Investing in Collectible Cars for Pleasure and Profit

This year’s annual series of auctions of rare automobiles on the Monterey Peninsula in California features offerings for all tastes and collecting levels. At Gooding & Company, the official auction house of the Pebble Beach Concours d’Elegance, a 1966 Ferrari 365 P Berlinetta Speciale “Tre Posti” will cross the auction block. Farther down the peninsula at Quail Lodge, a 1963 Ferrari GTO will be offered. Both of these automobiles are projected to fetch millions of dollars. At those prices, collectible cars are rivaling fine art for value and prestige.

For those who can afford it, the decision to own a classic vehicle can be driven equally by investment goals and esthetic appreciation. While a Ferrari GTO’s skyrocketing value makes it a prudent investment diversification—as long as the current bull market in rare cars continues to roar—the car is also an object of pure beauty, its gentle curves evoking a masterful sculpture.

For the past four years, the collector car market has been on a steep upswing, with several cars reaping prices formerly confined to a Van Gogh or Picasso. When the hammer fell in July 2013 on the sale of a Mercedes-Benz W 196R for a record $33 million at auction, investors reached for the nearest handrail—the price was almost double the previous record set in 2011 ($16,390,000) for a 1957 Ferrari 250 Testa Rossa. Five weeks later, a Ferrari 275 GTB/4 NART Spider went for $27.5 million, proving that the new high-water mark was not a singularity. Recent private sales have commanded higher prices, with a 1963 Ferrari 250 GTO reportedly selling for $52 million in October.

It’s not just the high end of the market that is roaring—even rare cars priced in the six-figure range have obliterated previous auction records. So says David Gooding, president and co-founder of Gooding & Company. “Certainly, it has all the ingredients of being a record year, although you never know until you get through the last lot,” he said. “The value of the offering we have this year is greater than we’ve ever had before. Cars are now recognized the world over as an asset class, and they’ve been wonderful investments.”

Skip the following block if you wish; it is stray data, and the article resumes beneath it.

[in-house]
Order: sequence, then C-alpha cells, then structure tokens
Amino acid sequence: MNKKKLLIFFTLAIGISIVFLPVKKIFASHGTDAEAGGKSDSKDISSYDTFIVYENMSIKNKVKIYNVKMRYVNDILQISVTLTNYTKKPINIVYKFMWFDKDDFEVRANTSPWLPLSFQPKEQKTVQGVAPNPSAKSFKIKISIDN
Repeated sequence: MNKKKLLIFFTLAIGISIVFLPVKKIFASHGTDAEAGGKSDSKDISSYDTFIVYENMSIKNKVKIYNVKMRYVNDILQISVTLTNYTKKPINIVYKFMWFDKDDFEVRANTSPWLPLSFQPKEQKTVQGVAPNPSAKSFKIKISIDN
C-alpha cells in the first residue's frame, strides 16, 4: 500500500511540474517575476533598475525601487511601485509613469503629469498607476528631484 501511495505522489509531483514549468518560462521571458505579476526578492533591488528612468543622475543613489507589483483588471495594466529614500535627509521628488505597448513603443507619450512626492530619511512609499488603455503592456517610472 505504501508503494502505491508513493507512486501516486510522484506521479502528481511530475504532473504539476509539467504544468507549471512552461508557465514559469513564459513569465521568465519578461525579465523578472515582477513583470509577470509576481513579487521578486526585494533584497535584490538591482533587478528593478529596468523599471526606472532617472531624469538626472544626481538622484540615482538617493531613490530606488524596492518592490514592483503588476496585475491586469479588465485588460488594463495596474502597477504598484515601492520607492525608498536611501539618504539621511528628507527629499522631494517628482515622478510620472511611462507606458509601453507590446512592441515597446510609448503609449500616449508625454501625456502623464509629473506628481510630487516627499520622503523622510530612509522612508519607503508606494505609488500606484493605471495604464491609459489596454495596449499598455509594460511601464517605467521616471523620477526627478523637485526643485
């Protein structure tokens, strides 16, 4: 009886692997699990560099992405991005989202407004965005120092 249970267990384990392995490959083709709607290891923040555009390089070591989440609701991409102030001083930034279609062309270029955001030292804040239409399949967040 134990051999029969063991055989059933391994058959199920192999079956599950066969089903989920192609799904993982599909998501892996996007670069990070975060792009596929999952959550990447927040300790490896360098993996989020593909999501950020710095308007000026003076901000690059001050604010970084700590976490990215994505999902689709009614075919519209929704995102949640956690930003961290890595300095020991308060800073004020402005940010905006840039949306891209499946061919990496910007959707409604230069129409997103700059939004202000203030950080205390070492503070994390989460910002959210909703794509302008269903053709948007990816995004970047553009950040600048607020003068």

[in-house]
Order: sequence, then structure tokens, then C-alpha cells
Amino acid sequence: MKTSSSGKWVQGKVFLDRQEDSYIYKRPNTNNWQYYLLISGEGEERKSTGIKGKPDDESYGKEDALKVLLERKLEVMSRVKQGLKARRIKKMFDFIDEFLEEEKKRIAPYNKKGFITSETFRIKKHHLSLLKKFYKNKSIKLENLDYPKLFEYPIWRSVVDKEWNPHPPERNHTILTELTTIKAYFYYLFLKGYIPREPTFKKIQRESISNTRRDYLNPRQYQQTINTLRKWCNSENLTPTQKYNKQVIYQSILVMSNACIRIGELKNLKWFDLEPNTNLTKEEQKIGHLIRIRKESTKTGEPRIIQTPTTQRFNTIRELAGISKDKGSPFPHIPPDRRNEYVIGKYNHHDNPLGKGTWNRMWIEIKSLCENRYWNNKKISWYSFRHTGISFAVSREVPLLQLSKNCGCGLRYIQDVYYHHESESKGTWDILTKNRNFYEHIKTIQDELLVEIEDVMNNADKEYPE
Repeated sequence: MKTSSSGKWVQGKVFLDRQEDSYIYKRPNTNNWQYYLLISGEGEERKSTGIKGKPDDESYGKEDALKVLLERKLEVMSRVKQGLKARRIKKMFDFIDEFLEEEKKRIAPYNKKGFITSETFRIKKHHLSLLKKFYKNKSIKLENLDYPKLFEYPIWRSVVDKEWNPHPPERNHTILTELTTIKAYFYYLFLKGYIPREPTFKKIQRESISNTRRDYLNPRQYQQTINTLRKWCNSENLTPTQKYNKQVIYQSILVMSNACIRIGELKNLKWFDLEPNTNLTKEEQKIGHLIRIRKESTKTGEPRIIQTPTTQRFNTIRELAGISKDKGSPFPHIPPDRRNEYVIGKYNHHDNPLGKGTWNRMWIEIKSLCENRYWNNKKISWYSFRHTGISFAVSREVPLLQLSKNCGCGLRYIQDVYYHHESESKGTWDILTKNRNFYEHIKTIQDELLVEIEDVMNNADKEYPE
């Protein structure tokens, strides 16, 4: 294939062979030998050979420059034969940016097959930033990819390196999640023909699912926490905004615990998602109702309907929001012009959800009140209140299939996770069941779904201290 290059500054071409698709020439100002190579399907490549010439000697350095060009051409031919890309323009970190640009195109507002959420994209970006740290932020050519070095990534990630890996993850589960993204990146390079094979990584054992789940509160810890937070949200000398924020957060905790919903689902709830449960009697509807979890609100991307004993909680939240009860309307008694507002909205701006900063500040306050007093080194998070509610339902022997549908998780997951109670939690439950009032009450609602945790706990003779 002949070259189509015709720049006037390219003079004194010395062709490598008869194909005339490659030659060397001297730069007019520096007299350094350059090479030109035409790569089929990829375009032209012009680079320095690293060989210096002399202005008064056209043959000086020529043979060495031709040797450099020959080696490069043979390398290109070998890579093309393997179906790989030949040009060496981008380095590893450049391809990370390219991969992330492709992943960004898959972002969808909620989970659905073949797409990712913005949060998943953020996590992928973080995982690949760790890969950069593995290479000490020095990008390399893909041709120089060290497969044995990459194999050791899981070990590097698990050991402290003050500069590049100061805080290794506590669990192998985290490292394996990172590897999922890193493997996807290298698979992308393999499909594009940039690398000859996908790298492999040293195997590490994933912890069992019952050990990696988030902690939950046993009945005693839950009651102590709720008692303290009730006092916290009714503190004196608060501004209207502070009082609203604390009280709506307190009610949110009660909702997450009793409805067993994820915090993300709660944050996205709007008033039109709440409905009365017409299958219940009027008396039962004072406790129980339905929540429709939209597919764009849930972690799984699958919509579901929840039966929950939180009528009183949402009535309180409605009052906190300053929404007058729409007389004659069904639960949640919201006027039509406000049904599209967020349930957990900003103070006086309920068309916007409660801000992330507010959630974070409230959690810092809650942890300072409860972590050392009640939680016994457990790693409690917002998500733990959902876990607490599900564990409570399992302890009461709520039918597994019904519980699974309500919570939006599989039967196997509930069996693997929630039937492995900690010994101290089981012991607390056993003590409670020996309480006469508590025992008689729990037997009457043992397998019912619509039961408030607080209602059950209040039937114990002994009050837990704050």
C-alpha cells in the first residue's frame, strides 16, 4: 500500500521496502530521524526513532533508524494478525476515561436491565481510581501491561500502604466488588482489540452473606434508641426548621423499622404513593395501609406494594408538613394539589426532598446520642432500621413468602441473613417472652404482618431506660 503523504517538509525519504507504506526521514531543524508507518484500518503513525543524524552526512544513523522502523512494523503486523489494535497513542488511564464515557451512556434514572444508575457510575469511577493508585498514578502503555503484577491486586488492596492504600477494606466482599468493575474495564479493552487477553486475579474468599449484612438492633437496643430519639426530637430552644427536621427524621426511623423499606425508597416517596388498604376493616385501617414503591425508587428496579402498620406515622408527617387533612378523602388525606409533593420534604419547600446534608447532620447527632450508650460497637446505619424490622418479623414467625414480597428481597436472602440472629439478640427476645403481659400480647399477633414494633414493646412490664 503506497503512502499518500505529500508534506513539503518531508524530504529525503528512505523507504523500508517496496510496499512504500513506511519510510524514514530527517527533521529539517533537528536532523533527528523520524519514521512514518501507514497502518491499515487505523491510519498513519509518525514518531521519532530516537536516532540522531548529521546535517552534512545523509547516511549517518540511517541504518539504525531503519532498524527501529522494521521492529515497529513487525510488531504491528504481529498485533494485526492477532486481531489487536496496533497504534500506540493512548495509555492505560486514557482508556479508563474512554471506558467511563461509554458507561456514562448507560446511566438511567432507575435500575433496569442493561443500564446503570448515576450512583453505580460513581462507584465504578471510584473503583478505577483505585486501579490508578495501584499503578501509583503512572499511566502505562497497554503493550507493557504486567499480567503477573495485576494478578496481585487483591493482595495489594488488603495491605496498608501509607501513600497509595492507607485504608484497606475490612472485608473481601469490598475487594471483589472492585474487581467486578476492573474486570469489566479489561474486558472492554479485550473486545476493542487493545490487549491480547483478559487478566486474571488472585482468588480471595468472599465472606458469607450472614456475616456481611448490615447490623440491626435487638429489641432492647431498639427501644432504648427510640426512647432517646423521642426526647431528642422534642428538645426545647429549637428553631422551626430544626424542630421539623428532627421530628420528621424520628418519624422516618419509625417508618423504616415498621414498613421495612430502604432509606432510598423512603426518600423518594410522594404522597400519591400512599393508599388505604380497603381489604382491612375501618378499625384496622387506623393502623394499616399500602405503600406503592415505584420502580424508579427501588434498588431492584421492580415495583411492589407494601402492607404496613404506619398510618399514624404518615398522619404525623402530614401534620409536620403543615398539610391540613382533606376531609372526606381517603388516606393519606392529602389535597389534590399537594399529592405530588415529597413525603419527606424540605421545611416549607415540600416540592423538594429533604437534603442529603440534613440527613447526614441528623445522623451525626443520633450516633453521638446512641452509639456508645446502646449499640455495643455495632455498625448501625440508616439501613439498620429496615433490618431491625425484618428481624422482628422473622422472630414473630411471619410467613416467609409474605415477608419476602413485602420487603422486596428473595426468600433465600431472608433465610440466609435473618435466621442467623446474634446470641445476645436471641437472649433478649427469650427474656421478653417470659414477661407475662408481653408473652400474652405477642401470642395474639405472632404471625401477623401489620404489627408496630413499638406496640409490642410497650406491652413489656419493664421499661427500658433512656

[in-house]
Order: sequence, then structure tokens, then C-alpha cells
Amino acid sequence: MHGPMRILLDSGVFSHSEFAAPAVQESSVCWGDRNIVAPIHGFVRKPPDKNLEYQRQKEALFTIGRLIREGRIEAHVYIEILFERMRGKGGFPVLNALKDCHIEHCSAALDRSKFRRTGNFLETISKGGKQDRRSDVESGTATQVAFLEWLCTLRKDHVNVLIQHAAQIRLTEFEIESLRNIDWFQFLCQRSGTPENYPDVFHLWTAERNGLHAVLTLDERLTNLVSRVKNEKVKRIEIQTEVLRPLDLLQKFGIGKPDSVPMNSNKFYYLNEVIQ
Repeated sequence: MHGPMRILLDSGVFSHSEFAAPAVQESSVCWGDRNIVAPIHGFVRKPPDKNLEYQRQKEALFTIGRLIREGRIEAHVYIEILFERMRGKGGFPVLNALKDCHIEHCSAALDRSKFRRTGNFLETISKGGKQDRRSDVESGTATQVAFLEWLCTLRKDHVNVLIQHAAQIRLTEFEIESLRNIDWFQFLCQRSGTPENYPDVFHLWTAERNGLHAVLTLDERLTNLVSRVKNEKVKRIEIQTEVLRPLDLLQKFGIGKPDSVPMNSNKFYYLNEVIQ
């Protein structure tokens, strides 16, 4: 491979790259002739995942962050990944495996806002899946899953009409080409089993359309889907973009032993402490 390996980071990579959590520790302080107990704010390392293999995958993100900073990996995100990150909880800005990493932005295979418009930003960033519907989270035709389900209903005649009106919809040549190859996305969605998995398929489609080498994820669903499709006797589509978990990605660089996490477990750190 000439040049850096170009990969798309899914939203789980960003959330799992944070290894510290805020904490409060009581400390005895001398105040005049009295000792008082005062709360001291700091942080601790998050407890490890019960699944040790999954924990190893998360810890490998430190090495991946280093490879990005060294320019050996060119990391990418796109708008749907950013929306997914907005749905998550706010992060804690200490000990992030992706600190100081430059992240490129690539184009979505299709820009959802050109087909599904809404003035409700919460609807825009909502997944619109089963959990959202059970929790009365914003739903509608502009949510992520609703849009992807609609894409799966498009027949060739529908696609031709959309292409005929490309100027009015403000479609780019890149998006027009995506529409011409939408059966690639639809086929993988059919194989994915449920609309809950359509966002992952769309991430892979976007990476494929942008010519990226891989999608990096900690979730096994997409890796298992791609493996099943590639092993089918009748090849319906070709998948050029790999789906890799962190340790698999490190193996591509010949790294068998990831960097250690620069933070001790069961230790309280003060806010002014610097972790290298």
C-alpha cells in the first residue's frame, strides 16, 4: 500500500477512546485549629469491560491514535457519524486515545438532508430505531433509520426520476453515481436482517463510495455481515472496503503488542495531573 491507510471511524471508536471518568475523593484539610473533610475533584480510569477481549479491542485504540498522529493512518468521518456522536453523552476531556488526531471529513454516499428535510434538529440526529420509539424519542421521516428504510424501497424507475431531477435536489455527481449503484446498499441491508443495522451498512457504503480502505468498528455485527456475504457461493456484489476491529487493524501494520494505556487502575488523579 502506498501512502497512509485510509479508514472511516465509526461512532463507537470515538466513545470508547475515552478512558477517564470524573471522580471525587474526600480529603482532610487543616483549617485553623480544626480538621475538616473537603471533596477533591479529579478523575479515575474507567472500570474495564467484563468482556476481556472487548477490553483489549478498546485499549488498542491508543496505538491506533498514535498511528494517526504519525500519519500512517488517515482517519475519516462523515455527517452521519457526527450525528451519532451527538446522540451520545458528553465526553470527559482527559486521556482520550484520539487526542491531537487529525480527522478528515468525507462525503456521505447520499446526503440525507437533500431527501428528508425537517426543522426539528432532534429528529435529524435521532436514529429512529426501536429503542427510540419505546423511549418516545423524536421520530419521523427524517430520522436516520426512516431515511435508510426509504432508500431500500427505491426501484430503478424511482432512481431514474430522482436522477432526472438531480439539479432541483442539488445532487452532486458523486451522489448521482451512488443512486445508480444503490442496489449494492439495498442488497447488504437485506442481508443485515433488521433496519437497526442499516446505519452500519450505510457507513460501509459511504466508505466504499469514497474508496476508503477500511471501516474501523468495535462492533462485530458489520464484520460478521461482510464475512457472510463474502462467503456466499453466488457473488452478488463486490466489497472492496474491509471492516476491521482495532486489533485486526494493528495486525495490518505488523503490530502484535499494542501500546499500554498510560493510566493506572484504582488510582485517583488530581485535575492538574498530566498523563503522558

Cherry Picking

Such investments underline the critical importance of managing the physical risks of collectible cars, which are subject to more unusual hazards than the typical threats like theft, fire and damage confronting other works of art. As Adam Wolfson, owner and president of Wolfson Insurance Brokerage, Inc. in New York, said, “Their owners frequently like to drive them—fast.”

Adam’s insurance agency serves the insurance needs of high-net-wealth families. Interestingly, he and David were roommates at Skidmore College and remain close friends today. “We graduated in the Class of ’89,” Adam said. “David’s dad was a collector and curator of rare cars and it rubbed off on him. David and his wife, Dawn, completely built their business literally in the laundry room of their home.”

Both men are repositories of automotive knowledge—David with an encyclopedic memory of historic automobiles, and Adam with his keen insight into the cars’ singular risks. Each expert can wincingly recall a major vehicle loss. “A few years ago, the owner of a beautiful Italian sports car worth north of $1 million experienced a total loss when the car went up in flames,” David said. “The vehicle was being driven by a mechanic who failed to carry along a fire extinguisher.”

Adam cited a client who collected mid-century Mercedes-Benz automobiles who had been claim-free for 10 years when disaster suddenly struck. “He backed one of his Mercedes out of his garage in Southampton (New York) into another one of his Mercedes,” he said. “He called me up and was very apologetic. The combined damage was more than $150,000.”